early 15c., "in fact, in reality" (as opposed to in possibility), from actual + -ly (2). Meaning "actively, vigorously" is from mid-15c.; that of "at this time, at present" is from 1660s. As an intensive added to a statement and suggesting "as a matter of fact, really, in truth" it is attested from 1762.
1. He actually became convinced that the nurses had an unanswerable case.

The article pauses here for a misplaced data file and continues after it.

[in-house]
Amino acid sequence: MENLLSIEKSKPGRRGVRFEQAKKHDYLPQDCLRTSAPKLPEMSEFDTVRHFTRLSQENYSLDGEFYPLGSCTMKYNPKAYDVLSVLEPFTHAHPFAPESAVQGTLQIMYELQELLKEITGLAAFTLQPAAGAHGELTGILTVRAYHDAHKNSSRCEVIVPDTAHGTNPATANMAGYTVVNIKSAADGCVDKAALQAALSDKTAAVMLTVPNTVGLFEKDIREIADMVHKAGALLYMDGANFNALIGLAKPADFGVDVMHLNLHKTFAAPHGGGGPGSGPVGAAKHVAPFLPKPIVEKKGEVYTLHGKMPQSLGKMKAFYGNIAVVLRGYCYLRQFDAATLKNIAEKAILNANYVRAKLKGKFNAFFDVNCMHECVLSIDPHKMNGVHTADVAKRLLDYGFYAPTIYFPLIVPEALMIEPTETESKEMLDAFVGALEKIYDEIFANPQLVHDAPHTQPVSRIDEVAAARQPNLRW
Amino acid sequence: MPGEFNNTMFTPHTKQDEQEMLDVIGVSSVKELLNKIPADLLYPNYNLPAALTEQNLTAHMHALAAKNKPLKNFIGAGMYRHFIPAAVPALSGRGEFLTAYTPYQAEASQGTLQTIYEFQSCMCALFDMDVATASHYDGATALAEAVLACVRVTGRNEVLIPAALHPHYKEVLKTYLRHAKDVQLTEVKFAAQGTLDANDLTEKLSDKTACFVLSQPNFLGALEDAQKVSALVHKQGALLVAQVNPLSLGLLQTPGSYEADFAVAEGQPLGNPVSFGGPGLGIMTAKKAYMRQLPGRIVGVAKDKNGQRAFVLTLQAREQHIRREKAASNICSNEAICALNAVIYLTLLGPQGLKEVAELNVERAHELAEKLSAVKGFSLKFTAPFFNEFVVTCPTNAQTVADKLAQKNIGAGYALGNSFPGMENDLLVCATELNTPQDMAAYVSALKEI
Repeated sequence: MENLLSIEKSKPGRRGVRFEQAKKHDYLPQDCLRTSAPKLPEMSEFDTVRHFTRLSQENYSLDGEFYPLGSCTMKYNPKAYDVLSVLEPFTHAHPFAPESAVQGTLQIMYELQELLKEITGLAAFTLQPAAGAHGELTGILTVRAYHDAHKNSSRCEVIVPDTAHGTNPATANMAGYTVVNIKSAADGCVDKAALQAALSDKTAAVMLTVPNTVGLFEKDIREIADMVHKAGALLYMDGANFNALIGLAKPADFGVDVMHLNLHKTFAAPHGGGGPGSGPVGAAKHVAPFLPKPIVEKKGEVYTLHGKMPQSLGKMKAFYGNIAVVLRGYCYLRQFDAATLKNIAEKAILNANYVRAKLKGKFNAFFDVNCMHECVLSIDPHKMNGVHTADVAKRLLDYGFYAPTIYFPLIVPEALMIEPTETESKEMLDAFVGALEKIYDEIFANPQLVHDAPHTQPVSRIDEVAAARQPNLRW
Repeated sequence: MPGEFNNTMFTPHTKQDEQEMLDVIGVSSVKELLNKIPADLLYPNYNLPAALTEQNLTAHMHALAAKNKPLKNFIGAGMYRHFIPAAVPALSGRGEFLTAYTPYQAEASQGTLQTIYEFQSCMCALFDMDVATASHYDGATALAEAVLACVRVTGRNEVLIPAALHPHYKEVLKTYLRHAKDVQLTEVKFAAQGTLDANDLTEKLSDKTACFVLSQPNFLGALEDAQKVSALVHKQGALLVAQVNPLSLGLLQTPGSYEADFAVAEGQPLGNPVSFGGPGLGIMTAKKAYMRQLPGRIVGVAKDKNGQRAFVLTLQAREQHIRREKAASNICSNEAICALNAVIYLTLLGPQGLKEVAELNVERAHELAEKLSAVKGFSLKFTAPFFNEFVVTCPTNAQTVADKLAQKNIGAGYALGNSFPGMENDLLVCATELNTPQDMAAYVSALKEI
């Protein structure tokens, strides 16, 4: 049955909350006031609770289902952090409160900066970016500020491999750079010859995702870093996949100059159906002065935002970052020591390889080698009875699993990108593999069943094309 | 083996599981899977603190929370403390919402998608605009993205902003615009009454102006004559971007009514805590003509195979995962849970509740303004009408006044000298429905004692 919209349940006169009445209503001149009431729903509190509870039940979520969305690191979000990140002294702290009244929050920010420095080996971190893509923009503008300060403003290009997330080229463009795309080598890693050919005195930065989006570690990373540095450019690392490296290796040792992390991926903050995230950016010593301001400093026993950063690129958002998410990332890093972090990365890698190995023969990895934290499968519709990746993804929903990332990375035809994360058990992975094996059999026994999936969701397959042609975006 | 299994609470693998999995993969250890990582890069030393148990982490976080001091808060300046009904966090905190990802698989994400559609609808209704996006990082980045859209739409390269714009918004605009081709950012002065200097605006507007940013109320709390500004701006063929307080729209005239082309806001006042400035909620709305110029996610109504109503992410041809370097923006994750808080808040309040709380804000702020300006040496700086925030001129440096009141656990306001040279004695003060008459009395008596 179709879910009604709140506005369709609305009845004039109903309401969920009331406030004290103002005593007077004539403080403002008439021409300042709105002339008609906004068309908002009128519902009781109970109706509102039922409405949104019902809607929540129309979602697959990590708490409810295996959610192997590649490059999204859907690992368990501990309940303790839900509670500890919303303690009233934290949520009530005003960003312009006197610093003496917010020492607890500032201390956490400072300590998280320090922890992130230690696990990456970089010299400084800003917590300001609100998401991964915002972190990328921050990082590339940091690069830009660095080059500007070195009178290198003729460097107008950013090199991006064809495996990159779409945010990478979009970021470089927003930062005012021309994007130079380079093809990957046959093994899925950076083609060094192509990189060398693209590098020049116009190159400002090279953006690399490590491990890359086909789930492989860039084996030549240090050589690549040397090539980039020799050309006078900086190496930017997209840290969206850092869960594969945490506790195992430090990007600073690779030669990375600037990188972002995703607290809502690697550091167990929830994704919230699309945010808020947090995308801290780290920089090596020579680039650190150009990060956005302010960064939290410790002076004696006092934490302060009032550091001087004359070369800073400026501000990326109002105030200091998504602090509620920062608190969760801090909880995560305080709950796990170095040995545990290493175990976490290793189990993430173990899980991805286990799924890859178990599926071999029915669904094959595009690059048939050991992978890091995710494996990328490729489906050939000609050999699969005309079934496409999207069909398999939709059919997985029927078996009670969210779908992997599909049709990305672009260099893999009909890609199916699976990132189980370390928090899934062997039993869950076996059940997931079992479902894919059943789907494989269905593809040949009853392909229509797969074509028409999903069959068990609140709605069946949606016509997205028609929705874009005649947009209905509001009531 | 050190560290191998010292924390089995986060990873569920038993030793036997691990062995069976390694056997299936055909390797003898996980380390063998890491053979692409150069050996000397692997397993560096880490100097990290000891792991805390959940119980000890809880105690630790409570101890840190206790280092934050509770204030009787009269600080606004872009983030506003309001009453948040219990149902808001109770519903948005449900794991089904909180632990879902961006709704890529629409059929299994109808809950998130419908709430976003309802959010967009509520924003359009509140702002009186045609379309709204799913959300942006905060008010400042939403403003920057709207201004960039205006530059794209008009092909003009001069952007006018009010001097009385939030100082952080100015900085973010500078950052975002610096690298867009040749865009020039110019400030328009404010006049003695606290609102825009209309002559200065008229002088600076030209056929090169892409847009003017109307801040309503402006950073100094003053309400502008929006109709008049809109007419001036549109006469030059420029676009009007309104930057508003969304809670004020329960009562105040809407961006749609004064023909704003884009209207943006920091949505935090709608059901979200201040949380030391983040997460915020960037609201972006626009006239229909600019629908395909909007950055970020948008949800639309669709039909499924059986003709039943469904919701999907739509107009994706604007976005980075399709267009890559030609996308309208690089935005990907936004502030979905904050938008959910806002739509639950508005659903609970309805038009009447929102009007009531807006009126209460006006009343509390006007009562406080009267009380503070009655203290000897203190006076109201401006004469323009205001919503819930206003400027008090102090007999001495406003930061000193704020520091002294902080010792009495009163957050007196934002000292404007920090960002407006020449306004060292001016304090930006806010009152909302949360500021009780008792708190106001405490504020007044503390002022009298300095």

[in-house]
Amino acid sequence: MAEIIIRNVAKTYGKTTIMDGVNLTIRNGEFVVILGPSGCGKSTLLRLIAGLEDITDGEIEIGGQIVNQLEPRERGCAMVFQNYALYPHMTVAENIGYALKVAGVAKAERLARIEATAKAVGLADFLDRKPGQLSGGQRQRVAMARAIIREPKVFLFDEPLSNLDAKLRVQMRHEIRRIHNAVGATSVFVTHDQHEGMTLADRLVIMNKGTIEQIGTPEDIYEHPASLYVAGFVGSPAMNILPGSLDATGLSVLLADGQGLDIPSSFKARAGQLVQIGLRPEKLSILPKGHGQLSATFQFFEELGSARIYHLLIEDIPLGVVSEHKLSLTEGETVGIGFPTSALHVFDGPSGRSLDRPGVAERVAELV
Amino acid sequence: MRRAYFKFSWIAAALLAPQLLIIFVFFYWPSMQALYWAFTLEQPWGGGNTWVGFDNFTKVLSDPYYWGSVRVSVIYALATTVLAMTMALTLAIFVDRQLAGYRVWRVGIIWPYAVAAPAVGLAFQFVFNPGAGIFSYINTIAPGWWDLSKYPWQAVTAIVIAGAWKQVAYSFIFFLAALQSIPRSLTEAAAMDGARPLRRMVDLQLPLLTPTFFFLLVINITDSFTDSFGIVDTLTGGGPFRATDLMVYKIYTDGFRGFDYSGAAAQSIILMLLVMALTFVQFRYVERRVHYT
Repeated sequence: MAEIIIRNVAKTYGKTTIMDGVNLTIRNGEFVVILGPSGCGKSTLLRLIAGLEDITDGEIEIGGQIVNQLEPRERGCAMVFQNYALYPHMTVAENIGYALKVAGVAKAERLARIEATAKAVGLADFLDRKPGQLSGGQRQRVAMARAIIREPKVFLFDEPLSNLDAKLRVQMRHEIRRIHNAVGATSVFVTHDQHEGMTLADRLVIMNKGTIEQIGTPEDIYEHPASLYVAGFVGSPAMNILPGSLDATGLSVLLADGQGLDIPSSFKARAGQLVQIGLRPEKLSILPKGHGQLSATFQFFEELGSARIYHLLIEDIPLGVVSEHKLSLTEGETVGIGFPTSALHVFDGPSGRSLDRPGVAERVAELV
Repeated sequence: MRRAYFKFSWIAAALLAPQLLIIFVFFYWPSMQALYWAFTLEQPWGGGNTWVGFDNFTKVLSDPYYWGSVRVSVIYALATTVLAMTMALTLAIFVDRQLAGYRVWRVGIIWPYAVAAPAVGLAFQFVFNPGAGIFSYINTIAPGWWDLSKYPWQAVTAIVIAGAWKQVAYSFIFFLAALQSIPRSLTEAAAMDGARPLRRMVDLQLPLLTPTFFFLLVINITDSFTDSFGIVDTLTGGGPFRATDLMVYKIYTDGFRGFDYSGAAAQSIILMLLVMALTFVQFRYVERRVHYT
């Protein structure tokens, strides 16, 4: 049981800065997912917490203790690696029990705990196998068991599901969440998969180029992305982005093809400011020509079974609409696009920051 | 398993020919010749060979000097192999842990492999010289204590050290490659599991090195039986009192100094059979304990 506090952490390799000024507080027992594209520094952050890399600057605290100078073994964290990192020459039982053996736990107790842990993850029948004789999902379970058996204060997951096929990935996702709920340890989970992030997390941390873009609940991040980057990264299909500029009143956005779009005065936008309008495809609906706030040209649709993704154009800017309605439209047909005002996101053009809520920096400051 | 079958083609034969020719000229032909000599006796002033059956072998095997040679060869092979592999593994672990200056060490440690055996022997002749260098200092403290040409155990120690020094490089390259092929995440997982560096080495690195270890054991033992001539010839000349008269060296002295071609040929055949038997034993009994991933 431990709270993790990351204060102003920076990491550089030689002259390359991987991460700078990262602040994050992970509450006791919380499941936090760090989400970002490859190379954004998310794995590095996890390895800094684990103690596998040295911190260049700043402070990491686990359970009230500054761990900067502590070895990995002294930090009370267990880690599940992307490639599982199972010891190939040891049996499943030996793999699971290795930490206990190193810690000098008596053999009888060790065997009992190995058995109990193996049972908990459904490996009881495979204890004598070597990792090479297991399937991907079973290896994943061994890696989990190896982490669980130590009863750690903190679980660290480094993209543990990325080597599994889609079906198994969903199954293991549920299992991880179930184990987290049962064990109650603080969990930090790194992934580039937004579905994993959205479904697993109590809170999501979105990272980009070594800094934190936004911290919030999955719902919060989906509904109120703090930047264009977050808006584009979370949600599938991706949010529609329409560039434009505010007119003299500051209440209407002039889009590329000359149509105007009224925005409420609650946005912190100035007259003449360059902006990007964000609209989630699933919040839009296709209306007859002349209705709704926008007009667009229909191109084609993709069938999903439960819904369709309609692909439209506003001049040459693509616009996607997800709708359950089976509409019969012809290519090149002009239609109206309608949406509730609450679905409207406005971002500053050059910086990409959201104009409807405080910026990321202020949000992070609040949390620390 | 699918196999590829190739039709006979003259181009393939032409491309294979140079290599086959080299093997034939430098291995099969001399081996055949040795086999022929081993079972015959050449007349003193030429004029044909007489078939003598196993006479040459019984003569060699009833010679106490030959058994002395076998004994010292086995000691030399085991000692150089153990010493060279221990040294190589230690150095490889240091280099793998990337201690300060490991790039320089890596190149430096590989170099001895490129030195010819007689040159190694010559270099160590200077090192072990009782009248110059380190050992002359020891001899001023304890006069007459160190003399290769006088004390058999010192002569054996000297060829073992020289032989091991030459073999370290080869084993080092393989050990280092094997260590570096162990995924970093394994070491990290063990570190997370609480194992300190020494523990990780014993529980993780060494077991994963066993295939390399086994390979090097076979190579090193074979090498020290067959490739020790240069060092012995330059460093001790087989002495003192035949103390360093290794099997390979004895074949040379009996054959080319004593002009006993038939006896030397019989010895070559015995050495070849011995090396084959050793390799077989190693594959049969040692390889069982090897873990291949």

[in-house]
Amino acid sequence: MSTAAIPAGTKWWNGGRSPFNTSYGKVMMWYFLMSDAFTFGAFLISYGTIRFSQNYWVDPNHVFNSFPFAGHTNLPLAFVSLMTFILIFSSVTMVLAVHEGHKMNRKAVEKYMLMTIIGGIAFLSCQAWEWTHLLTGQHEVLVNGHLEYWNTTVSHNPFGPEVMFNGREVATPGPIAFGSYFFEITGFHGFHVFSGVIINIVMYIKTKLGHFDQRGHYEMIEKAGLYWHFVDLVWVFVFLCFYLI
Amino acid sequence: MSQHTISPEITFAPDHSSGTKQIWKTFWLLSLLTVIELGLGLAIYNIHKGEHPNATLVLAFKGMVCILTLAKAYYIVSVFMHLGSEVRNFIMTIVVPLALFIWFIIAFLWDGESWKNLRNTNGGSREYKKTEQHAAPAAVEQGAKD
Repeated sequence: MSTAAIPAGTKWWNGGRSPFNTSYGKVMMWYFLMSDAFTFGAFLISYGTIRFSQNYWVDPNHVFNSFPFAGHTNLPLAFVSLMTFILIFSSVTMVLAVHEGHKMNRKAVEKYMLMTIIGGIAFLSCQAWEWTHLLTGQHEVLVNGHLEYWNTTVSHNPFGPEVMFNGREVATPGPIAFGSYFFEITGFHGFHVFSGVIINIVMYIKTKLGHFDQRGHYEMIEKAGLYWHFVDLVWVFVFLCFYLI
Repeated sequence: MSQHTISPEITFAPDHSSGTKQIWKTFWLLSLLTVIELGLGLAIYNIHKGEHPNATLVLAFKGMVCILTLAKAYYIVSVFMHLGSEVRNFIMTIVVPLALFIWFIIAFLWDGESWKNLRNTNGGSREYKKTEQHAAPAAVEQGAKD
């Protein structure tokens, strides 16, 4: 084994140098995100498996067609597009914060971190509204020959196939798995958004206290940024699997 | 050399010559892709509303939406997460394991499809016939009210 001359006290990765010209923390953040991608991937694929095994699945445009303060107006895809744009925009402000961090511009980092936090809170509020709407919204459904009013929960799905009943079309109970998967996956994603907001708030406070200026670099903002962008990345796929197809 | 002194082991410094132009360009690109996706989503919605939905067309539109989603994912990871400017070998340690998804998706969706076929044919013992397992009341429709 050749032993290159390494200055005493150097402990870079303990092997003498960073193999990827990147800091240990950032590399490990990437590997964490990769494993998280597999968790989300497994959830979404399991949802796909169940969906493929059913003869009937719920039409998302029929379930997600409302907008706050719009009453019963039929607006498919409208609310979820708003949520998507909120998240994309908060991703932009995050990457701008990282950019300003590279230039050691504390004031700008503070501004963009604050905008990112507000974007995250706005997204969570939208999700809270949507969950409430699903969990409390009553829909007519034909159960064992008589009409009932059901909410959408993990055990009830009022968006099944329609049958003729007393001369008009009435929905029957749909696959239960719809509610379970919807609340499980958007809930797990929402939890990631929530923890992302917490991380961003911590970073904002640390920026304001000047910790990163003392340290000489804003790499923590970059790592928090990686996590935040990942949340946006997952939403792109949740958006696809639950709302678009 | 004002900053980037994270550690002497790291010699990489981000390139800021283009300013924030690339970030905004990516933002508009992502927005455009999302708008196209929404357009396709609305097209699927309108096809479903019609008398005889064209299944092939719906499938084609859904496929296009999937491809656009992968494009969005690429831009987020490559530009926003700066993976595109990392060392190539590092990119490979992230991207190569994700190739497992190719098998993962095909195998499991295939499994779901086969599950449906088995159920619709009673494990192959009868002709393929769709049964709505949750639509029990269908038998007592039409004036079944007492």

2. They actually moved down from upstairs because the rent's that expensive.
3. He will actually be serving three concurrent five-year sentences.
4. I actually knew her, but in overalls I passed unrecognised.
5. "Actually, most of my tennis is at club level," he admitted.